4th Edition

Sexuality





ISBN 9781138022898
Published September 15, 2016 by Routledge
282 Pages

USD $52.95

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Book Description

The new edition of Sexuality displays the qualities which have made this book a key text for understanding human sexuality. Jeffrey Weeks blends deep empirical knowledge with theoretical sophistication and a sensitivity to the politics of sexuality. Framing and shaping the analysis is an acute understanding of the world-wide changes that are remaking sexuality and gender, dramatized by the globalization of sex and the rise and rise of cybersex. These changes have opened unprecedented opportunities for sexual interaction and sexual choice, but also posed new sexual dangers and anxiety. Debates about the regulation and control of sexuality, and the intersection of various dimensions of power and domination are contextualised by a sustained argument about the importance of agency in remaking sexual and intimate life, above all for women and for LGBTQ people. Particular attention is given to the debates about same-sex marriage which symbolize the transformations that have taken place. These controversies in turn feed into debates about intimate citizenship and human sexual rights in a rapidly changing world.

Table of Contents

1. Introduction: Languages of Sex

1.1. The Significance of Sexuality

1.2. Words and Meaning

1.3. Sexualities in History and Society

2. The Invention of Sexuality

2.1. A Brief History of the History of Sexuality

2.2. A Subject in Constant Flux

2.3. The ‘Social Construction’ of Sexuality

2.4. The Organization of Sexuality

2.5. Kinship and Family Systems

2.6. Economic and Social Organization

2.7. Social Regulation

2.8. Politics

2.9. Cultures of Resistance

2.10. Why Sexuality is Important

2.11. Moral Concern

2.12. Key Moments

2.13. The Homosexual Category and New Binaries

2.14. Sexuality as the Truth of our Being

2.15. Intersections

2.16. Sexuality and Power

2.17. Conflicting Dynamics

2.18. Class

2.19. Gender

2.20. Race

3. The Meanings of Sexual Difference

3.1. A True Sex?

3.2. The Biological Imperative

3.3. Evolutionary Diversions

3.4. Biological Modes of Argument

3.5. Sexuality and Social Relations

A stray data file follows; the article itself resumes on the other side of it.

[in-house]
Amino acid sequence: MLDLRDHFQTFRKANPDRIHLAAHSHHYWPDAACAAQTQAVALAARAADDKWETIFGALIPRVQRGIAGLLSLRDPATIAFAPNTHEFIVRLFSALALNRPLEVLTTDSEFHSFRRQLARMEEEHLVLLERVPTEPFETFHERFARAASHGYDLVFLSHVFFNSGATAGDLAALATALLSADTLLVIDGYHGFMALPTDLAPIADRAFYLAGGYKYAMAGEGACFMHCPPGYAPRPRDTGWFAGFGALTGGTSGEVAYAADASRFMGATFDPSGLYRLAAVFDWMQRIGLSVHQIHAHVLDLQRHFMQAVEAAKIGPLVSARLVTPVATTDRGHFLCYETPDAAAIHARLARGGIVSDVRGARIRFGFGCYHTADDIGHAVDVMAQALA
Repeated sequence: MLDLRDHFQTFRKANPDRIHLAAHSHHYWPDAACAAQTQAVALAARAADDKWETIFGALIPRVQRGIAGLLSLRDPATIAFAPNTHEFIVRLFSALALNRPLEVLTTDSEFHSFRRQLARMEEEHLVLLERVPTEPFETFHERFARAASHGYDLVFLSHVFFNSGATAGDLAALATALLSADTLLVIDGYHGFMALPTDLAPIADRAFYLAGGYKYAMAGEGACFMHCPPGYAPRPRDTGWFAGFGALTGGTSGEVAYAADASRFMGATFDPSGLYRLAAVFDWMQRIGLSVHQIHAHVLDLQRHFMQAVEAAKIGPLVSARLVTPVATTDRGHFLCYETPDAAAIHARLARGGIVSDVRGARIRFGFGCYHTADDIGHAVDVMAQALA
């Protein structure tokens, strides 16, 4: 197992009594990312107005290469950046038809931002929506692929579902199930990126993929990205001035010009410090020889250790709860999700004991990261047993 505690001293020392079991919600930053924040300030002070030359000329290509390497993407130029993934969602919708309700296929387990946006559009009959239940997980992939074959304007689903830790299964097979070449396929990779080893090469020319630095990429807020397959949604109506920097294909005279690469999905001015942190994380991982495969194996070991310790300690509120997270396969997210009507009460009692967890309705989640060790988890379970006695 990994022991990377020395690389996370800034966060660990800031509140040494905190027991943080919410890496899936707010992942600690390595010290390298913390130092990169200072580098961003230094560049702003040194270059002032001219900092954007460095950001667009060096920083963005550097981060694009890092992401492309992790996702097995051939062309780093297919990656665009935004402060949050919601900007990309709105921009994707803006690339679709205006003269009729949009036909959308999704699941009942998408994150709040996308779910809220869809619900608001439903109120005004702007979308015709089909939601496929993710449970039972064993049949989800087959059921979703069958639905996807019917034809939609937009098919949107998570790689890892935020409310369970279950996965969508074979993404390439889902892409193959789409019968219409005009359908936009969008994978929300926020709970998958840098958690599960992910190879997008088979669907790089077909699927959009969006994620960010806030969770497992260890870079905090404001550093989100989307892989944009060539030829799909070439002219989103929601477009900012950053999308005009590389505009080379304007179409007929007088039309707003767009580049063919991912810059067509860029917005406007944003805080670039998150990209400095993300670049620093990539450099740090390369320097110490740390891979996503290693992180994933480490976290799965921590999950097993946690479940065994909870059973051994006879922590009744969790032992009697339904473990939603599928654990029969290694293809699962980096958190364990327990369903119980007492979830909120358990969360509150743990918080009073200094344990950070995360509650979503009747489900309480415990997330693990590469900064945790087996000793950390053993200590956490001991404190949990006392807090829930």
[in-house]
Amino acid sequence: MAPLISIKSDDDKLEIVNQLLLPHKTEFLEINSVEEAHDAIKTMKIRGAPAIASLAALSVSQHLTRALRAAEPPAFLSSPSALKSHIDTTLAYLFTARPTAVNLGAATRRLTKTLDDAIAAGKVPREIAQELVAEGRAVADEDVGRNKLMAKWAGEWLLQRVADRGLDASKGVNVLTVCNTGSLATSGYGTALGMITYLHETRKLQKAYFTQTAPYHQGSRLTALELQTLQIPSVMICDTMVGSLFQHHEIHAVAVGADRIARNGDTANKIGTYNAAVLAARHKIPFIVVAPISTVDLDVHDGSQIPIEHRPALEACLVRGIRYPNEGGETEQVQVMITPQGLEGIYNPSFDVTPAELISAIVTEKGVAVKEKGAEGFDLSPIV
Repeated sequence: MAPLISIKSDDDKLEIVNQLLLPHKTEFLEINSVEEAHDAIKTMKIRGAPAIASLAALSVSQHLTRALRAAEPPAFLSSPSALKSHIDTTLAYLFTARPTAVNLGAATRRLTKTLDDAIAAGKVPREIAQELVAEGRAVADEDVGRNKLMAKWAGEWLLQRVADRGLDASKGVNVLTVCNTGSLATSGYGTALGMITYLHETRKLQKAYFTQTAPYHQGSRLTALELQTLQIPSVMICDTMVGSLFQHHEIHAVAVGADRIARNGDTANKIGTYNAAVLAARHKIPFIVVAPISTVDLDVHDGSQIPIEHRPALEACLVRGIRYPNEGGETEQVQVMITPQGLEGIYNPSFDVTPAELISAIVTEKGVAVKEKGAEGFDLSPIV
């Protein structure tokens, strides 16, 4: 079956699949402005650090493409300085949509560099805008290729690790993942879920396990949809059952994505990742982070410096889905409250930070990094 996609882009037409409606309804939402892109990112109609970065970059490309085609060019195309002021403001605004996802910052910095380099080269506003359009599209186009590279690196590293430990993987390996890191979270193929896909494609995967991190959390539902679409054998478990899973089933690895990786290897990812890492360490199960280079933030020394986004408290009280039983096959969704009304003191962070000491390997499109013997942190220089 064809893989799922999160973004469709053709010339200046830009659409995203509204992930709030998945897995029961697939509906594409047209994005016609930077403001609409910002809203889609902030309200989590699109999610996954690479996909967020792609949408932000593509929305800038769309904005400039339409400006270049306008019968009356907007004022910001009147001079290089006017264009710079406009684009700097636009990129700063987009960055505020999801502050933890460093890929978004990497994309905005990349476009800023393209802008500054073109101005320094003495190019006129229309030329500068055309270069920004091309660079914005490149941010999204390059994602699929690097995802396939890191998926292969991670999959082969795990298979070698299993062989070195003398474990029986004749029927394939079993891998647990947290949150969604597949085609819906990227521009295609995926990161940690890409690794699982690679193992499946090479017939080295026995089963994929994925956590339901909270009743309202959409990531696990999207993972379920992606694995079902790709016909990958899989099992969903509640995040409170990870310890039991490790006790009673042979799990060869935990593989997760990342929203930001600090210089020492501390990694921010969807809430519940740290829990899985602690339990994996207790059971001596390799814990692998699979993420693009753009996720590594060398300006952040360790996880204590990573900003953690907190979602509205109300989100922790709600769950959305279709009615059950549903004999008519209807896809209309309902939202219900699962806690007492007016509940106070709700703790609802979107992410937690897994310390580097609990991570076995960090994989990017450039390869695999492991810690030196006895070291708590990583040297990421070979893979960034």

3.6. Multiple Realities and Diverse Social Worlds

3.7. Performing Identities

3.8. Sexuality and the Unconscious

3.9. Affect, and the Structuring of Emotions

3.10. Phobias and Norms

4. The Challenge of Diversity

4.1. The Language of Perversity

4.2. Two Words

4.3. The Perverse

4.4. Freud and Perversions

4.5. Categorizing Sexualities

4.6. The Discourse of Diversity

4.7. Theoretical Challenges

4.8. Sexual Minorities

4.9. Same-sex Identities

4.10. Finding Voice

4.11. Queering the Pitch

4.12. Deconstructing the Categories

4.13. Acts and Context

4.14. Heterosexuality and its Discontents

4.15. Bisexuality

4.16. The Transgender Challenge

4.17. The Play of Power: BDSM

4.18. The Limits of Consent: Paedophilia

4.19. Making Choices

5. Sexuality, Intimacy and Politics

5.1. Sexuality on the Front Line

5.2. Sexuality as a Battleground

5.3. Nostalgic Longings

5.4. Beyond Tradition

5.5. Secularization

5.6. Individualization

5.7. Liberalization and the Growth of Sexual Toleration

5.8. Cybersex

5.9. The Technological Fix

5.10. Relationality and the Intimate Revolution

5.11. Living with Uncertainty: HIV/AIDS

5.12. Moral Panics

5.13. Epidemic

5.14. The Global Impact of HIV/ AIDS

5.15. Sexual and Intimate Citizenship

5.16. Intimacy Matters

5.17. Citizenship and Belonging

5.18. Same Sex Marriage

5.19. Globalization and Human Sexual Rights

5.20. Global Flows

5.21. Sexual Wrongs and Social Justice

5.22. Human Sexual Rights

6. Private Pleasures and Public Policies

6.1. The Limits of Science

6.2. The Ethical Dilemma

6.3. Towards Sexual Democracy

6.4. The Human Gesture

Suggestions for Further Reading

Bibliography

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Author(s)

Biography

Jeffrey Weeks is Emeritus Professor of Sociology at London South Bank University.